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16/11/2012   Robert Shah-Ashworth plays Tarrega's, Capricho Arabe

Robert sent me this MP3 clip of him playing Francisco Tarrega's, Capricho Arabe on his cedar guitar no.50.

Recorded direct on a Zoom H4n with reverb added later in Cubase, both his playing and the guitar sound superb.

Click here for the link

Thanks Robert


15/11/2012   Chris Bautista

Chris Bautista has kindly sent me a link of theVeridian Symphony Orchestra performing Vivaldi's concert no.93 for Lute and Orchestra.

This piece has been transcribed for Mandolin and Guitar by Nikolay Shpurik, with soloist Chris Bautista on his Sander's guitar and Nikolay Shpurik on mandolin.

I hope you will enjoy this as much as I do, it is always a thrill for me to see my guitars in performances by such talented players. I also really enjoyed listening to Nikolay's superb mandolin playing.

Regards Ashley


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08/11/2012   Hurricane Sandy and Savage Guitars

We all have watched with amazement at the super storm hurricane Sandy, as she swept up the East Coast of America, unleashing devastation on her way.

My US agent Rich Sayage, Savage classical guitars NY, has taken a real blow. Fortunately neither he or his family were hurt, but his house and studio have been severly damaged, to the point that they can't stay there until major repairs are done, and that may take quite awhile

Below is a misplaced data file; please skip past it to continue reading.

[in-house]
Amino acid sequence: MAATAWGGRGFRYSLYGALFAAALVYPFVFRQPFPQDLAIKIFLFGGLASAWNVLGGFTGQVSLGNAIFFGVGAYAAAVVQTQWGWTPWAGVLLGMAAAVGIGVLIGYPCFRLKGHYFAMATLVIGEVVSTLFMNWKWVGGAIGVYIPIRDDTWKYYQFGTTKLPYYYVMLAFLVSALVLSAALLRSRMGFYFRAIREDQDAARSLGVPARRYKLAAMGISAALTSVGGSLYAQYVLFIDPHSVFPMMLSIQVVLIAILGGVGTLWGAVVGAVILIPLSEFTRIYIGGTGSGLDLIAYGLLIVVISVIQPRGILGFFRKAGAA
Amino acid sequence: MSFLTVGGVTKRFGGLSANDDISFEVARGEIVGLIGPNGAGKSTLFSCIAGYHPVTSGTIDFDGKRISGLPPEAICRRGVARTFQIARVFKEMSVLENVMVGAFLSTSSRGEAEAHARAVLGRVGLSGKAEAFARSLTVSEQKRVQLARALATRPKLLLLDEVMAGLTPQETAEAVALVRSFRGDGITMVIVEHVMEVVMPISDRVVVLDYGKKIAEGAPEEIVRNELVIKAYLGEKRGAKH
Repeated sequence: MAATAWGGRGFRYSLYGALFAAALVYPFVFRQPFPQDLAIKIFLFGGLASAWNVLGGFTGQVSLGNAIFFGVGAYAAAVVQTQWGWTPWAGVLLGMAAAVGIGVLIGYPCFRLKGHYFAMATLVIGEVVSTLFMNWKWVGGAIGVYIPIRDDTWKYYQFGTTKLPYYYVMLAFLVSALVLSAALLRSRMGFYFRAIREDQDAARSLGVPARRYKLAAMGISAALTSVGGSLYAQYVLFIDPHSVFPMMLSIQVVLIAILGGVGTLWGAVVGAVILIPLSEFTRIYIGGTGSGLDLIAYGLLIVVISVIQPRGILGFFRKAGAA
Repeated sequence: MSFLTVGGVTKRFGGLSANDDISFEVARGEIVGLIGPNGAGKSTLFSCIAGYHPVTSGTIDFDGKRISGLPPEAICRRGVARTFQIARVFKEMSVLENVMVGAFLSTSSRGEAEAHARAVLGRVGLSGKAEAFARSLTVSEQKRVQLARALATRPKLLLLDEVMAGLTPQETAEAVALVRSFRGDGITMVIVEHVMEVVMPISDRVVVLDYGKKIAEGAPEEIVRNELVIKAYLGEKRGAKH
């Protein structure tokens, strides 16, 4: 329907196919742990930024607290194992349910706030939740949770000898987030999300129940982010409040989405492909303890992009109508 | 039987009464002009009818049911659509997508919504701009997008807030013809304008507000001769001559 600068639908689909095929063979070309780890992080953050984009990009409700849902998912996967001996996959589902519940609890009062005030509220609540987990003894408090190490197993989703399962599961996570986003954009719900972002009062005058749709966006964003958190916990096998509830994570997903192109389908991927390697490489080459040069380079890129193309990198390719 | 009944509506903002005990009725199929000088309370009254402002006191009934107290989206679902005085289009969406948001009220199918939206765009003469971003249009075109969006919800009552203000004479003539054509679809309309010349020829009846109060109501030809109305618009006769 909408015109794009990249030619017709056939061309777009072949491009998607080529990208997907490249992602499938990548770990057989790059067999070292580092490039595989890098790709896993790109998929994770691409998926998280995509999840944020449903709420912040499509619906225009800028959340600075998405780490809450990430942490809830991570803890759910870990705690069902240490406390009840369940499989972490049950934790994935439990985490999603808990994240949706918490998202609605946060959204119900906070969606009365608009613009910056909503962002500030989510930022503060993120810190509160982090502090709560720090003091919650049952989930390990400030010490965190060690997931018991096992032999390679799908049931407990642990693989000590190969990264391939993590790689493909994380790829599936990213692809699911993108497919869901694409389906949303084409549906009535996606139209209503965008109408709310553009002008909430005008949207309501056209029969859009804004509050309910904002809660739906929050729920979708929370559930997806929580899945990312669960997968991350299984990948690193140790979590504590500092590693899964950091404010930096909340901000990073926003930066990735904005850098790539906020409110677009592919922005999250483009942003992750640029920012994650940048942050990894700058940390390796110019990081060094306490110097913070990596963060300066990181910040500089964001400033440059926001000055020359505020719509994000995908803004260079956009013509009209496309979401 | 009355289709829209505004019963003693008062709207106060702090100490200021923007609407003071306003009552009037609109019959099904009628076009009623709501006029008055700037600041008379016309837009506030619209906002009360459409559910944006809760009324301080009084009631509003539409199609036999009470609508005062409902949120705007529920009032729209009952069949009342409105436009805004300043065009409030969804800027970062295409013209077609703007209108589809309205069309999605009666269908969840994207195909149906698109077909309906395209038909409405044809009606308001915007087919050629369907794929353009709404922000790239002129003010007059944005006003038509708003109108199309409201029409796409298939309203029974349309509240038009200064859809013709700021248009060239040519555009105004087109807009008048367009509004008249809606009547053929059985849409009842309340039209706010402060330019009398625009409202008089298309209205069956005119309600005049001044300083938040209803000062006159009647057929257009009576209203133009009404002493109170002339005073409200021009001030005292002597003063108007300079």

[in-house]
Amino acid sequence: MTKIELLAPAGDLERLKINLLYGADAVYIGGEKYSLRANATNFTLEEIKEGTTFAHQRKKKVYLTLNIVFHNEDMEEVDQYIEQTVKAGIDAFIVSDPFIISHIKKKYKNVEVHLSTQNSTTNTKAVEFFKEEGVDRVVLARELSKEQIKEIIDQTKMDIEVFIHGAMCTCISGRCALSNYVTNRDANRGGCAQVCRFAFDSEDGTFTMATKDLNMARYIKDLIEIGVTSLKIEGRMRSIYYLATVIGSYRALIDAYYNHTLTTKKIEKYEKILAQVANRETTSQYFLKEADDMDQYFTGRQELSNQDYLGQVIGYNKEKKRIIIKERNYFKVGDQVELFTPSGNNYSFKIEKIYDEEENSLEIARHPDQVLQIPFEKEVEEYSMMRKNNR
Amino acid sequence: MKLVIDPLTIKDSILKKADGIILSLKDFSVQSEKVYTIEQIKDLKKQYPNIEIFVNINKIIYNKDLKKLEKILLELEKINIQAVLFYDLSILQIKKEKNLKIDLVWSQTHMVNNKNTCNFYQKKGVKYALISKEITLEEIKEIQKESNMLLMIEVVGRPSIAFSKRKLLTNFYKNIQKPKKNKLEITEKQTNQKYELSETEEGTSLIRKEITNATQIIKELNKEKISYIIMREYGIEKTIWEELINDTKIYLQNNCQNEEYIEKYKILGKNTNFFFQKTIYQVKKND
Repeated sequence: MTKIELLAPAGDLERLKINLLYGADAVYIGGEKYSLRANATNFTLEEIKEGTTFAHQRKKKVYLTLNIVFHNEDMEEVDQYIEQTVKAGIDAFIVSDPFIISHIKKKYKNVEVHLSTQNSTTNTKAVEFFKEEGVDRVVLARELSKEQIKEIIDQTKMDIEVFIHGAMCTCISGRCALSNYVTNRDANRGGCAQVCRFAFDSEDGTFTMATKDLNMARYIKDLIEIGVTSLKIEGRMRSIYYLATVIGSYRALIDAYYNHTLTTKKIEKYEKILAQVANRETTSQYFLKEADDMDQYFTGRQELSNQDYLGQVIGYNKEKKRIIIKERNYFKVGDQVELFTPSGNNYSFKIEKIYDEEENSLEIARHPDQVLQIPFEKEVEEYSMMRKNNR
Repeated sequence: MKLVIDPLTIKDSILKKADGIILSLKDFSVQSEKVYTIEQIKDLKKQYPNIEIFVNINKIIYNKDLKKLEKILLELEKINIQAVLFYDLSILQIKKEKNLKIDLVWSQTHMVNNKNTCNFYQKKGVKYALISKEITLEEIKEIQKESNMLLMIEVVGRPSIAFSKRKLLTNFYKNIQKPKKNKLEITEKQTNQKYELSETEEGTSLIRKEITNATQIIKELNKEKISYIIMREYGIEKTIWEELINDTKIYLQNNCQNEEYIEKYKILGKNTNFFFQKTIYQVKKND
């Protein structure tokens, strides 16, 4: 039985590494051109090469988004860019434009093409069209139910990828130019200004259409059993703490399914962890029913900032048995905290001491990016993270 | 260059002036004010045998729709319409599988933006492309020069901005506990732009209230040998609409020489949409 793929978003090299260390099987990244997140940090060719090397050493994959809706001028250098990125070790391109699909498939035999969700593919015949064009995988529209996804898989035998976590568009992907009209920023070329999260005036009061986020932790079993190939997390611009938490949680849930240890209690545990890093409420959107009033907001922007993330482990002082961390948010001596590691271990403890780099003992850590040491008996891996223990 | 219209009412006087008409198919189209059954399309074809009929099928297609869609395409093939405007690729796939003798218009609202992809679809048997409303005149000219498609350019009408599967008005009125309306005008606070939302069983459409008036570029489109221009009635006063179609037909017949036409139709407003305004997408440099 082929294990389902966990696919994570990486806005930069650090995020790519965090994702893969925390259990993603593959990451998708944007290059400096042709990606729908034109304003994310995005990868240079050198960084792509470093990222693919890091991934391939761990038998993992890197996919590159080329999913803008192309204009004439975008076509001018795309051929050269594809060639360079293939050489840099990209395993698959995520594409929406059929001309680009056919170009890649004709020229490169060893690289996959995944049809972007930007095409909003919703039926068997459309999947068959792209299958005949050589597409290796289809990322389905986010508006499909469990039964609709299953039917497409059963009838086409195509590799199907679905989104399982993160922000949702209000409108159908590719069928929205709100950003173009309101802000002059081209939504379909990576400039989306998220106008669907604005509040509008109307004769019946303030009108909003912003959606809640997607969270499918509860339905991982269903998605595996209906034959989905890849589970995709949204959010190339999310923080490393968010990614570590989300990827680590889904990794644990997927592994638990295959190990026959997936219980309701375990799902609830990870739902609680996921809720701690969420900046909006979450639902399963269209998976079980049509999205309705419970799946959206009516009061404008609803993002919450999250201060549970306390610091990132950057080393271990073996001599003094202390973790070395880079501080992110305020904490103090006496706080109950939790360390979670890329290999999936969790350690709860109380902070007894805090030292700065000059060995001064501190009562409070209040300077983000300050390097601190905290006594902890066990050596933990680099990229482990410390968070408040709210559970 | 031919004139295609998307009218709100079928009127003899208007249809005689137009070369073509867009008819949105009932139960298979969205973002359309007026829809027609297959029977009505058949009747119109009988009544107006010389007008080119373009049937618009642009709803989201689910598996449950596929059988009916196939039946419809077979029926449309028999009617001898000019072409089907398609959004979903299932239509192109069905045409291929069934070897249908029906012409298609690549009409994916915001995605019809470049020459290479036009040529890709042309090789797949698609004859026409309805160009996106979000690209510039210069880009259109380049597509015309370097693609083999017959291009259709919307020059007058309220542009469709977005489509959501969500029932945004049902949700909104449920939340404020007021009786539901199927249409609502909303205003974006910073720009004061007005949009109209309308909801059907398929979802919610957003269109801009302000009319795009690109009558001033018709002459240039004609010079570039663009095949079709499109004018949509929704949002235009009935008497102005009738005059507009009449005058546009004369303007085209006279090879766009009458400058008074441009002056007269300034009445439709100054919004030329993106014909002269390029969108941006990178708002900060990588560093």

Very fortunately, and I should add wisely Rich moved all the guitars upstairs to safety, and so he retains those, although he lost all the rest of his stock and possesions down below. If you were ever contemplating a guitar from Rich, now is the time to talk with him as I'm sure he would appreciate all support offered.

Below is a clip from Rich himself of him playing a spruce/ziricote he has of mine

Regards Ashley


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07/09/2012   Flamenco no.1

Having just completed my 1st flamenco guitar, I am both elated with the result and at having built one of these guitars.

Here's some photos to show her off


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14/03/2012   Guitar #50

Late last year I finally reached guitar #50.

The global financial crisis slowed orders down in 2009 and 2010, and had it not occured I would have had #50 out in 2010. So it became a real event for me to make it through the tough times and reach my 50th.

The guitar was sold last month, and with permission from its new owner I have published part of his email that he sent upon receiving the guitar, and some of his photos that he kindly took and has shared with me.